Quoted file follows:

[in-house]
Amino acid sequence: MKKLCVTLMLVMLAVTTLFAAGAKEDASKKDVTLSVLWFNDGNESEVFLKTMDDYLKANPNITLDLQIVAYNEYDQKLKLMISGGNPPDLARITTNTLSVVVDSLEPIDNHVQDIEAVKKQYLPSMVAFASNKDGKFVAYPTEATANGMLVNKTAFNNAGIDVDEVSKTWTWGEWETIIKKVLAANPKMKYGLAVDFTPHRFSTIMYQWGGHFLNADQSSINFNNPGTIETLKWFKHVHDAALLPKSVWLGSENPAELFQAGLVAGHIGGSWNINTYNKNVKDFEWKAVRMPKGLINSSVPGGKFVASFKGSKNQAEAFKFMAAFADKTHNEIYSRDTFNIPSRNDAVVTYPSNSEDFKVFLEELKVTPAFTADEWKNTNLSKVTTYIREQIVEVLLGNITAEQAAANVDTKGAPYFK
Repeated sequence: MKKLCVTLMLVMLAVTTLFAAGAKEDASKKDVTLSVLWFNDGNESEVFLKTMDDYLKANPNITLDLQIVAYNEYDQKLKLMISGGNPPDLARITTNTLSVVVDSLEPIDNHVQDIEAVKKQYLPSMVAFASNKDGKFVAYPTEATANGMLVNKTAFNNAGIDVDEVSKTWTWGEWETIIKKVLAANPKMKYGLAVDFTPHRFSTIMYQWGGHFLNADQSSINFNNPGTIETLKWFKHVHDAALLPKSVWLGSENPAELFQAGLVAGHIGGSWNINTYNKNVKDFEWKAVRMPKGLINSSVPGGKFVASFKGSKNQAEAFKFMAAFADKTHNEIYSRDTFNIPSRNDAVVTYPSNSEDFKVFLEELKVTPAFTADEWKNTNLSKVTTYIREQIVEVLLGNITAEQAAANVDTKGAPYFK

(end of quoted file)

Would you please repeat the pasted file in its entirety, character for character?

[in-house]
Amino acid sequence: MKKLCVTLMLVMLAVTTLFAAGAKEDASKKDVTLSVLWFNDGNESEVFLKTMDDYLKANPNITLDLQIVAYNEYDQKLKLMISGGNPPDLARITTNTLSVVVDSLEPIDNHVQDIEAVKKQYLPSMVAFASNKDGKFVAYPTEATANGMLVNKTAFNNAGIDVDEVSKTWTWGEWETIIKKVLAANPKMKYGLAVDFTPHRFSTIMYQWGGHFLNADQSSINFNNPGTIETLKWFKHVHDAALLPKSVWLGSENPAELFQAGLVAGHIGGSWNINTYNKNVKDFEWKAVRMPKGLINSSVPGGKFVASFKGSKNQAEAFKFMAAFADKTHNEIYSRDTFNIPSRNDAVVTYPSNSEDFKVFLEELKVTPAFTADEWKNTNLSKVTTYIREQIVEVLLGNITAEQAAANVDTKGAPYFK
Repeated sequence: MKKLCVTLMLVMLAVTTLFAAGAKEDASKKDVTLSVLWFNDGNESEVFLKTMDDYLKANPNITLDLQIVAYNEYDQKLKLMISGGNPPDLARITTNTLSVVVDSLEPIDNHVQDIEAVKKQYLPSMVAFASNKDGKFVAYPTEATANGMLVNKTAFNNAGIDVDEVSKTWTWGEWETIIKKVLAANPKMKYGLAVDFTPHRFSTIMYQWGGHFLNADQSSINFNNPGTIETLKWFKHVHDAALLPKSVWLGSENPAELFQAGLVAGHIGGSWNINTYNKNVKDFEWKAVRMPKGLINSSVPGGKFVASFKGSKNQAEAFKFMAAFADKTHNEIYSRDTFNIPSRNDAVVTYPSNSEDFKVFLEELKVTPAFTADEWKNTNLSKVTTYIREQIVEVLLGNITAEQAAANVDTKGAPYFK